The magnificent Perovskia which formed a cornerstone at the top right-hand corner of the garden decided to give up the ghost this year, so sadly I had to dig it up. The two Delphiniums I planted last spring complete with elaborate slug trap arrangement have survived being eaten but unfortunately are so weedy that I’m considering getting rid of them if they can’t prove their worth over the next couple of weeks. The Penstemon, Salvia Blue Note and Lobelia Speciosa have decided not to bother this year. My Heuchera was growing but not necessarily in the right places. It was looking decidedly tatty, so has been replaced.
As for the Foxgloves, just one rather delicate specimen seems to be left, and is very late getting going, but I’m giving it the benefit of the doubt at the moment.

New planting and other changes

As life never stays the same, and I expect to be away from home for extended periods this year, I decided not to go to the trouble and expense of filling the wall baskets with summer bedding flowers. I knew this would cause angst about whether they were being watered, and it was unfair to impose this on my neighbours, however willing.

I also decided that the herbs on the fence require too much watering and have reduced my herb growing activities to mint, parsley and coriander, which are in a very large pot further into the shade so they won’t require so much attention. To fill the gap on the fence, I’ve placed a token Geranium in each of my four terracotta semi-circular wall pots in the way I’ve seen done on the walls of houses in Mediterranean countries, in the hope that they’ll survive a bit of neglect.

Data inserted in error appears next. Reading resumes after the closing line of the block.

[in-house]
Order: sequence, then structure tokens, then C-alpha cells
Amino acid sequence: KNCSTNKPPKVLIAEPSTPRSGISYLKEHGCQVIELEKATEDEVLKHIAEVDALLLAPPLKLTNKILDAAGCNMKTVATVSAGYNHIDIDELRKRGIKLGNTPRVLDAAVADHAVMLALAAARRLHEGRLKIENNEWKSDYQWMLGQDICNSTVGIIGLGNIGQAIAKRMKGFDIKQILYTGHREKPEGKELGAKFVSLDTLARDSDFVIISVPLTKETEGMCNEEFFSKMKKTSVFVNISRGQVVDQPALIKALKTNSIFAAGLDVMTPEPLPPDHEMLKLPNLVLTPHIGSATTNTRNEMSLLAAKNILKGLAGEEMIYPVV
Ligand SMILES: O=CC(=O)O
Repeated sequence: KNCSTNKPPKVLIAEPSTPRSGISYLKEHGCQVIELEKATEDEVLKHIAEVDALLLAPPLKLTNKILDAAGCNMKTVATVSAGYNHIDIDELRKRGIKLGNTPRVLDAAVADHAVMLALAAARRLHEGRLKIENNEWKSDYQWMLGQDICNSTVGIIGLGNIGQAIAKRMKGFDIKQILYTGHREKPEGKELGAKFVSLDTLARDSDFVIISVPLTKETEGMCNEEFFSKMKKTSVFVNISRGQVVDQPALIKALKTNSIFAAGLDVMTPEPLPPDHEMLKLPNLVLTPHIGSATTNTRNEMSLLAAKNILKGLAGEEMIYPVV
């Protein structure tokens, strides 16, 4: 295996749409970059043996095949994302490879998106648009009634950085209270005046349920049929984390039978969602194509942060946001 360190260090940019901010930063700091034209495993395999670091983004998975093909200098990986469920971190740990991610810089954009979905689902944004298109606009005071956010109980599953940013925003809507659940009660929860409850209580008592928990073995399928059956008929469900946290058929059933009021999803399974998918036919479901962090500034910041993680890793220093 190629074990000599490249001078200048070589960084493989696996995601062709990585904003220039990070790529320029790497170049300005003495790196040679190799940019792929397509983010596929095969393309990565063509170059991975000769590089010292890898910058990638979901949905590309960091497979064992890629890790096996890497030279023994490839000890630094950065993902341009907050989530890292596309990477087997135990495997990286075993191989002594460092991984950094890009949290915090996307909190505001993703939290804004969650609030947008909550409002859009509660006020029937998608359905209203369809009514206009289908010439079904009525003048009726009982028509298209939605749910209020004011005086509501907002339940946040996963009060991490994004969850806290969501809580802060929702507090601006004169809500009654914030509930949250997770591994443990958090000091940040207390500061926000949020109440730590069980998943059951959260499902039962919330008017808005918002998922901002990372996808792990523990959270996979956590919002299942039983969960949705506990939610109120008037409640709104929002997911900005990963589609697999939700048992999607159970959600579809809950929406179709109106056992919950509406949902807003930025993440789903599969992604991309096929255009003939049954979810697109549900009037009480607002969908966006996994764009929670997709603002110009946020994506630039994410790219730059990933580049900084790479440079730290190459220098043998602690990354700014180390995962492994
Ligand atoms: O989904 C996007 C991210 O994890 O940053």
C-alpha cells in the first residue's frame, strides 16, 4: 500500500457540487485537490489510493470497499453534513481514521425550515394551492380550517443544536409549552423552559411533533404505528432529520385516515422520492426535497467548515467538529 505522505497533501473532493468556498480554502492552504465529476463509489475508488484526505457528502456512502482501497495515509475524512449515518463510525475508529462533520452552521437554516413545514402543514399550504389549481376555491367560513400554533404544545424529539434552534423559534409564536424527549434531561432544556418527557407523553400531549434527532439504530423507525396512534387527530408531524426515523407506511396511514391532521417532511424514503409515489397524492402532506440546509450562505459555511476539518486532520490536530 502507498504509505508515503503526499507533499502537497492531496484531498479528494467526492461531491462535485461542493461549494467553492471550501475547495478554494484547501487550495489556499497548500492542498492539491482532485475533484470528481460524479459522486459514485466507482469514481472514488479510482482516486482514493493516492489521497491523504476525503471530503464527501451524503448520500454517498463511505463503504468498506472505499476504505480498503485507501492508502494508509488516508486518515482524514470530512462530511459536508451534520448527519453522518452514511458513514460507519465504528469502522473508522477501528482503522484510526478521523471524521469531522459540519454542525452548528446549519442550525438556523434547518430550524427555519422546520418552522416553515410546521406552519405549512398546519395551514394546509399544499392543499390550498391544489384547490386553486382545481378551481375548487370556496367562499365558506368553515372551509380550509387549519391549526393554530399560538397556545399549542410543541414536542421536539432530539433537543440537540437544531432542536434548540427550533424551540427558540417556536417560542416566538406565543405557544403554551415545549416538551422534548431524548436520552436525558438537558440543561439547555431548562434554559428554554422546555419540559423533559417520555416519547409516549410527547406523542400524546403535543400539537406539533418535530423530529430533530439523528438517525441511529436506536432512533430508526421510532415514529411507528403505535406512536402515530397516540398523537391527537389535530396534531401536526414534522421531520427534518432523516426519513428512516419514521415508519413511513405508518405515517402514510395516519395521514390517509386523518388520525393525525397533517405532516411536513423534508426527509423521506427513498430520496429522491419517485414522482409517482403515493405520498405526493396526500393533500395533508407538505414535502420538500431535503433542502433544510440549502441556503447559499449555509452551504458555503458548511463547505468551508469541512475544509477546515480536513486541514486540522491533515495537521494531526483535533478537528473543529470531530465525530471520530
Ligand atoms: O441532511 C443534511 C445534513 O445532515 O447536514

The top row of plants nearest the upper terrace has seen the most changes. I donated the Buddleia Davidii to a far larger garden as it was getting somewhat out of hand and planted a giant poppy – Papaver Patty’s Plum –  which having produced three amazing blooms has decided to call it a day for the summer. We’ll see if it decides to spring back into activity. I’ve replaced the Lobelia Speciosa and Perovskia with two Hollyhocks – these have always been a favourite of mine but I’m not sure if this was a smart move. Possibly not.